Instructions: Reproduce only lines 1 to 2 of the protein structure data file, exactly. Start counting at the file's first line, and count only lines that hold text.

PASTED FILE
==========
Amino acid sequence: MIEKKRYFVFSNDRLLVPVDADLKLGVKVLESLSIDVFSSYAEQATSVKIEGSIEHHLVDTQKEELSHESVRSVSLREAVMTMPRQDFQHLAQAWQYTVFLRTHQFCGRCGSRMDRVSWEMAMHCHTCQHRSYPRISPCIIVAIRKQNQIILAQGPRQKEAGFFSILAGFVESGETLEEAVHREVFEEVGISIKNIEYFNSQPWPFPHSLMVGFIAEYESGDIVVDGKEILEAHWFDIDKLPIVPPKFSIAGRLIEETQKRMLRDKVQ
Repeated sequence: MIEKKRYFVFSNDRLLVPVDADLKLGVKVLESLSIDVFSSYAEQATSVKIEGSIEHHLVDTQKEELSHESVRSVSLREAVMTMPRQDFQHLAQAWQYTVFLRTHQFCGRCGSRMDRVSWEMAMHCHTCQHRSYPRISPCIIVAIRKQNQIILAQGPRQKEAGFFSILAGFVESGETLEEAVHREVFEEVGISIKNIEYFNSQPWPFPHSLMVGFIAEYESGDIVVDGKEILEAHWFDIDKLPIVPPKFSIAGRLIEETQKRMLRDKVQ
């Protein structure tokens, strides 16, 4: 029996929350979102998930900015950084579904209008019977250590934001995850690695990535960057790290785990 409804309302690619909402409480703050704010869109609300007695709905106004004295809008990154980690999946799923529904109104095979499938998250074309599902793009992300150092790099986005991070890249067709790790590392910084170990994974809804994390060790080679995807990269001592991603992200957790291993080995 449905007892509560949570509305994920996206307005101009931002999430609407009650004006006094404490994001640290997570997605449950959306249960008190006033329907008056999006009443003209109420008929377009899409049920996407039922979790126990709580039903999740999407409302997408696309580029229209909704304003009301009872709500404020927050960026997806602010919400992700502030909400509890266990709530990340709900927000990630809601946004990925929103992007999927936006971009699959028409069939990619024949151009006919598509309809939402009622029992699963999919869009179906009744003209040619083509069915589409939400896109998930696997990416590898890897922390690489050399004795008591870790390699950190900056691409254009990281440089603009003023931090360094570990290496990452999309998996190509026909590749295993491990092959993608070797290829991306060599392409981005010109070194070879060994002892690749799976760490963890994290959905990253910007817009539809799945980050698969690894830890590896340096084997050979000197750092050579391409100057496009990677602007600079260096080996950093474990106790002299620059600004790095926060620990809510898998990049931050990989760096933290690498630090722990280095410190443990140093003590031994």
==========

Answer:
Amino acid sequence: MIEKKRYFVFSNDRLLVPVDADLKLGVKVLESLSIDVFSSYAEQATSVKIEGSIEHHLVDTQKEELSHESVRSVSLREAVMTMPRQDFQHLAQAWQYTVFLRTHQFCGRCGSRMDRVSWEMAMHCHTCQHRSYPRISPCIIVAIRKQNQIILAQGPRQKEAGFFSILAGFVESGETLEEAVHREVFEEVGISIKNIEYFNSQPWPFPHSLMVGFIAEYESGDIVVDGKEILEAHWFDIDKLPIVPPKFSIAGRLIEETQKRMLRDKVQ
Repeated sequence: MIEKKRYFVFSNDRLLVPVDADLKLGVKVLESLSIDVFSSYAEQATSVKIEGSIEHHLVDTQKEELSHESVRSVSLREAVMTMPRQDFQHLAQAWQYTVFLRTHQFCGRCGSRMDRVSWEMAMHCHTCQHRSYPRISPCIIVAIRKQNQIILAQGPRQKEAGFFSILAGFVESGETLEEAVHREVFEEVGISIKNIEYFNSQPWPFPHSLMVGFIAEYESGDIVVDGKEILEAHWFDIDKLPIVPPKFSIAGRLIEETQKRMLRDKVQ